Violence Illustrated In Shirley Jackson's The Lottery

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The Lottery Shirley Jackson’s “The Lottery” is centered on a small town in 1948. The story begins with a beautiful summer day setting; the town is gathering in the square for what appears to be an important event. Though it may seem like a happy celebration from the beginning of the story, it begins to show very small glimpses of the dark undertone that the story brings. Jackson’s short story is not an average horror story but a powerful representation of the concept of brutality and ignorance that lives within humans. As the story begins, the children are the first to arrive. Since the narrative takes place in the summer time, school is officially out of session. Jackson makes a point to mention how they are not actually excited to be…show more content…
Many people believe that the point behind the story is to discuss not only the gruesomeness, but also the randomness of violence in the world. She wrote it as a way to reflect on humanity as a whole. This story was written in a time where violence had been a massive part of people’s lives. World War II had just ended 3 years before and the Red Scare was a growing problem in the county. These fears had already been engraved into the hearts of many during this time, for many of them to read a story such as “The Lottery,” only amplified this…show more content…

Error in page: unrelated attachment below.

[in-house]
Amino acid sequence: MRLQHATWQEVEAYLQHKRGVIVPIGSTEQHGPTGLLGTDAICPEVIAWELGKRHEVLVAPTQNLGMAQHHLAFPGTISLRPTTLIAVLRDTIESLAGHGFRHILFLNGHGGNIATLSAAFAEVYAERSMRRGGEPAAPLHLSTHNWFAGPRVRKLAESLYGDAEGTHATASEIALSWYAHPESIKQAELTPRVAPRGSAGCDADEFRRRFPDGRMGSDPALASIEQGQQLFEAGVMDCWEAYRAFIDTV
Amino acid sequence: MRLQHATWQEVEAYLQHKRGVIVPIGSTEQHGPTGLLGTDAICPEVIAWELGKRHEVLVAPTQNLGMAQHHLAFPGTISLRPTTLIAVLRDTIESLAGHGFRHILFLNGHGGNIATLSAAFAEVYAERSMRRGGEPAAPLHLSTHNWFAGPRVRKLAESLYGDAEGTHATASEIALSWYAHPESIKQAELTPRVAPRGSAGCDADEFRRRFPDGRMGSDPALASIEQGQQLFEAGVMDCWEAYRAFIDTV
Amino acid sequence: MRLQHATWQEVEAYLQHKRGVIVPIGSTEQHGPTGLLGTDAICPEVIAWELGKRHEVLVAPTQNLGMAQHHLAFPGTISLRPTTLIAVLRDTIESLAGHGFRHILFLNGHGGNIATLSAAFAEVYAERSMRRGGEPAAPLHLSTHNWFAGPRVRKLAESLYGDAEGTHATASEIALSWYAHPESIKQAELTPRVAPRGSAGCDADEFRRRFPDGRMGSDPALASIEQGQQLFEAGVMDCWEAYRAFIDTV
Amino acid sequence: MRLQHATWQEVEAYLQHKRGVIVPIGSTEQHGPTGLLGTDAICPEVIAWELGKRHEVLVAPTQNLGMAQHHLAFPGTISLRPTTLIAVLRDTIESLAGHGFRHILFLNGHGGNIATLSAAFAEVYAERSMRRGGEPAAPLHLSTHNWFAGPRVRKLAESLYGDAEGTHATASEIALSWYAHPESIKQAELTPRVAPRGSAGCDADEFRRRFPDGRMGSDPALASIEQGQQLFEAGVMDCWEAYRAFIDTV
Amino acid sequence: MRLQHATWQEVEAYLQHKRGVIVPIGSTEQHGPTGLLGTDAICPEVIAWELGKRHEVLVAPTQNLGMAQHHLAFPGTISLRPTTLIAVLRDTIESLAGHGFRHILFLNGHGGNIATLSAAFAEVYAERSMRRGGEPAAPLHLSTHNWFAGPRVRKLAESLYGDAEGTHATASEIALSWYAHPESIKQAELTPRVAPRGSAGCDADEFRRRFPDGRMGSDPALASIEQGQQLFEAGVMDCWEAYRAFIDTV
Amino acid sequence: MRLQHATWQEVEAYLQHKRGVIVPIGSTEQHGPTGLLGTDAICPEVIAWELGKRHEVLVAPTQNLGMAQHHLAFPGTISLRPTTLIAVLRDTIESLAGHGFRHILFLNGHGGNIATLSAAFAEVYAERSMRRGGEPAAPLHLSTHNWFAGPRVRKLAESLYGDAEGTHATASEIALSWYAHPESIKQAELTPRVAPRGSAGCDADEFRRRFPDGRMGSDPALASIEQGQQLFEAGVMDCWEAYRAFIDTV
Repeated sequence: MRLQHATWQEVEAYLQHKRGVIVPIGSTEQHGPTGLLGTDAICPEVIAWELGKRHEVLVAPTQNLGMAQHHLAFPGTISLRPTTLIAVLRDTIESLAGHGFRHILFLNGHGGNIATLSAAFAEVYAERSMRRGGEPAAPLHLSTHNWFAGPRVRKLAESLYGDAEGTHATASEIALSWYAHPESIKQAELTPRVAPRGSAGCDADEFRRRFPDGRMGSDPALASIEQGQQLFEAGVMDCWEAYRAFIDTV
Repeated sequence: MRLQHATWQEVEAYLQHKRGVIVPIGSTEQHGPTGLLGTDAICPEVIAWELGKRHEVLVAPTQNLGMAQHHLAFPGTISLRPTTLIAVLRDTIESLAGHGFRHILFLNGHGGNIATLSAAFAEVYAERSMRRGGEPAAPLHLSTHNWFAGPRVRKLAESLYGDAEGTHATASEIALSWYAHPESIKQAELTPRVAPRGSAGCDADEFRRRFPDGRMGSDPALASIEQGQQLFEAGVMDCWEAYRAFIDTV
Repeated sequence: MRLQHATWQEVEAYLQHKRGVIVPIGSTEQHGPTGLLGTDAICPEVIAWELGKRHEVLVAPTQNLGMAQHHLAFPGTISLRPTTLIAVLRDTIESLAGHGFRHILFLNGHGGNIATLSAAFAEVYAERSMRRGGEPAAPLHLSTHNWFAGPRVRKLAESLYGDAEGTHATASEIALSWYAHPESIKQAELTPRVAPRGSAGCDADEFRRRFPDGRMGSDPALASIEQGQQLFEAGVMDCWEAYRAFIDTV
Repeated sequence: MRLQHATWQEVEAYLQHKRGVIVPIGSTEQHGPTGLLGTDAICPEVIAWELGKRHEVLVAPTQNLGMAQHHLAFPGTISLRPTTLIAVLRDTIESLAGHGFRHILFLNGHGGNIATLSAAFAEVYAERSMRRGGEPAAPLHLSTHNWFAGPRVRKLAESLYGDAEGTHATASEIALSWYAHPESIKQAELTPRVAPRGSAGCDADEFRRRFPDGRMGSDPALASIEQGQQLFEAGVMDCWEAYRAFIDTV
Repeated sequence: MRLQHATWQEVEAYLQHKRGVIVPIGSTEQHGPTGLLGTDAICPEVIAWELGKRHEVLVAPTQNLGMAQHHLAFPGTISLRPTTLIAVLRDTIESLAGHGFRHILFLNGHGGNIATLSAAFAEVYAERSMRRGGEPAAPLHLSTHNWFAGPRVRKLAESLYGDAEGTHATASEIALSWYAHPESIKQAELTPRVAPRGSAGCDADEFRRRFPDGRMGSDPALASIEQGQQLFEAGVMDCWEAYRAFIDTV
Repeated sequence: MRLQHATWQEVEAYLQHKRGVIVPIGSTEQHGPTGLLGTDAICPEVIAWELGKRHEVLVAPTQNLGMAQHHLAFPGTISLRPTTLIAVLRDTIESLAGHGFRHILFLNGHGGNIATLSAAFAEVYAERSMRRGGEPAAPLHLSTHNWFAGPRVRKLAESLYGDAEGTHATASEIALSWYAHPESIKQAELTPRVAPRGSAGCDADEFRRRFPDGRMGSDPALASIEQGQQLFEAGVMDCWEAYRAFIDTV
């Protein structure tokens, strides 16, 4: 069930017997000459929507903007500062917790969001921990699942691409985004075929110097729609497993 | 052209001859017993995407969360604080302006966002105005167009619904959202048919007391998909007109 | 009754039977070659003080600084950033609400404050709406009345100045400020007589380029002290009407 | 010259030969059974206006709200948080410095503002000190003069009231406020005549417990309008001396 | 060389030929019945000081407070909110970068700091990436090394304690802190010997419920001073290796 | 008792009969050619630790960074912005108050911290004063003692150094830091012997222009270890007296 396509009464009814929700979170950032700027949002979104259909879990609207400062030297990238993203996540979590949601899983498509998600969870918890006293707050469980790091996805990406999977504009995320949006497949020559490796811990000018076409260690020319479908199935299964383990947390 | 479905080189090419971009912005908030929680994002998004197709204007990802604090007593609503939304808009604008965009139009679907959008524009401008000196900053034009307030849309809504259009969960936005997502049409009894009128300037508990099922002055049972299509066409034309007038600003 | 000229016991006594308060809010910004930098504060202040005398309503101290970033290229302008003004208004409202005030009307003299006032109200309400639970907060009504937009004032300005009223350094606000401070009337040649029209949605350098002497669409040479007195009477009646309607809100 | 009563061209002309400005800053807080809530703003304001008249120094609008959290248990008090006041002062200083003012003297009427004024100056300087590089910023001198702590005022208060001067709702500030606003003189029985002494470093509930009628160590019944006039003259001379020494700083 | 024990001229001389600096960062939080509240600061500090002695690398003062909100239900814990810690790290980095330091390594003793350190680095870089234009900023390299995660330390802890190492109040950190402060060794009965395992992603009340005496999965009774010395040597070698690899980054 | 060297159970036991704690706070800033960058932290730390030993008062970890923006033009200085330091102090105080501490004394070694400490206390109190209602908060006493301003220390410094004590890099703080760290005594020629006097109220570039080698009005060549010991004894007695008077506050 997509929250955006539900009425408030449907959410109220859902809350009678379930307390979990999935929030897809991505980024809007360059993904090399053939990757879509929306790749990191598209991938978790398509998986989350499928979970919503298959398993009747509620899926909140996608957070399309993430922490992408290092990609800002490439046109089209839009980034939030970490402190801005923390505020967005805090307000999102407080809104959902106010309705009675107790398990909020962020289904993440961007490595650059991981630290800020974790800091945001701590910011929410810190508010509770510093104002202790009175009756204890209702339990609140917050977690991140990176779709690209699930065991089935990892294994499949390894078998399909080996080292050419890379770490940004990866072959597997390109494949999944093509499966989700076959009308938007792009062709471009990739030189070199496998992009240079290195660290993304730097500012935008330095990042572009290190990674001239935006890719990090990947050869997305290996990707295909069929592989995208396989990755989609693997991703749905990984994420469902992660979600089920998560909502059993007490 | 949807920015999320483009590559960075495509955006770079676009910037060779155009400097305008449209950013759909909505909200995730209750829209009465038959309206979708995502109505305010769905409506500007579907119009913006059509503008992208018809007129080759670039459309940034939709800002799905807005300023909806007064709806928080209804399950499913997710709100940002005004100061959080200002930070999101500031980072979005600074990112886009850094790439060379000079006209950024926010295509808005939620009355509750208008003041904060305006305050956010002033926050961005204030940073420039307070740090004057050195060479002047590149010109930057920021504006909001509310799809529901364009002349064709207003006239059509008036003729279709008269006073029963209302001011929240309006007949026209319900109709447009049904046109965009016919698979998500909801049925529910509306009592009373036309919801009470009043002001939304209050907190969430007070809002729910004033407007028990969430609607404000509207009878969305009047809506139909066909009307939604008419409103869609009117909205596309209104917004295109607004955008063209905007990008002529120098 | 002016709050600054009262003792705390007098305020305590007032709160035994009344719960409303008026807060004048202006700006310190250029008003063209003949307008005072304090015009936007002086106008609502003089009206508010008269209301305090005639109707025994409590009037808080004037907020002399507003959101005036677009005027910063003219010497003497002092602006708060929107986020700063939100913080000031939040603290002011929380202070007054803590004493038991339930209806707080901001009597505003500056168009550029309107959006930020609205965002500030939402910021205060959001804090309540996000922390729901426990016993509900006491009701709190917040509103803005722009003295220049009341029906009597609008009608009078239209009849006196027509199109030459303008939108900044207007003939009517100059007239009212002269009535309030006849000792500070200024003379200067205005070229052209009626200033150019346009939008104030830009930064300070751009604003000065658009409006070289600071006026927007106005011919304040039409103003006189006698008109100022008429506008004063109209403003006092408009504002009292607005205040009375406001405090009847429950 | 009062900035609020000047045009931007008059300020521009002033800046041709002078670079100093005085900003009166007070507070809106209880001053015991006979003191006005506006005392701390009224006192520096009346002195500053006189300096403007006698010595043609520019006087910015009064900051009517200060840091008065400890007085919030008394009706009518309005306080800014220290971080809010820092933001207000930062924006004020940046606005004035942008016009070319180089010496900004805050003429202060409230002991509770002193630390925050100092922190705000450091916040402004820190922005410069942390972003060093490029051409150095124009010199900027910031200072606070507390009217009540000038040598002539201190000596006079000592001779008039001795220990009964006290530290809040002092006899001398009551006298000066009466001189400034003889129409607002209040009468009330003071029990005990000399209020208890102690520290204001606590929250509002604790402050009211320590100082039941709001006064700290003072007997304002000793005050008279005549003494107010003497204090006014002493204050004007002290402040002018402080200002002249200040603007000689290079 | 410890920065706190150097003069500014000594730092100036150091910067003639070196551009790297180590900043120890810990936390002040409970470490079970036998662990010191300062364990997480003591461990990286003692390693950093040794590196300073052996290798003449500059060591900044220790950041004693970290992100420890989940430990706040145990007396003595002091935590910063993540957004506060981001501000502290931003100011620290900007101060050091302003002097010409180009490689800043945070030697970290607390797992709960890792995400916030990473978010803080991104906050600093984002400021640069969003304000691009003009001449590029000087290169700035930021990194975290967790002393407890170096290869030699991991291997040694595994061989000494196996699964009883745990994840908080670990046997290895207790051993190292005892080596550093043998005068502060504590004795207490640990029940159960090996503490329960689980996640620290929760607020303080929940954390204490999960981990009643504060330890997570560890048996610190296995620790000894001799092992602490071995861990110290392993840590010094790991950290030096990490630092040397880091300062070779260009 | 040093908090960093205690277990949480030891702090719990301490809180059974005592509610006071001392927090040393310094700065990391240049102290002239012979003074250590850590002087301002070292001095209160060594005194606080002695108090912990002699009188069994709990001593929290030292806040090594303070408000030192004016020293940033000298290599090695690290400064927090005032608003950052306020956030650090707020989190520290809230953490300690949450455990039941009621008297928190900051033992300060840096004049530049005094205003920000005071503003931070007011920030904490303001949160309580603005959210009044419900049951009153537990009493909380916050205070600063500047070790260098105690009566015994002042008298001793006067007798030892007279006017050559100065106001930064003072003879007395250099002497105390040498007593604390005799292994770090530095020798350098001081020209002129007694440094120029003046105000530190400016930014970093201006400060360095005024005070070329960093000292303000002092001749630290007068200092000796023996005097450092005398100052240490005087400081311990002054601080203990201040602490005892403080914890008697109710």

It is almost as if many teenagers now take part in these activities not solely because they want to but because “that’s what teenagers do”. “The Lottery” touches on this concept in a much more drastic example. Many of the people in the town may not exactly want to partake in the lottery, but they do because that is what they are expected to. The lottery had been taking place for many generations to the point where there is no one can remember it not existing. They blindly follow the lottery as if it was a law that could never be changed and they settle for it because they believe that it is just how things are suppose to be. No matter how

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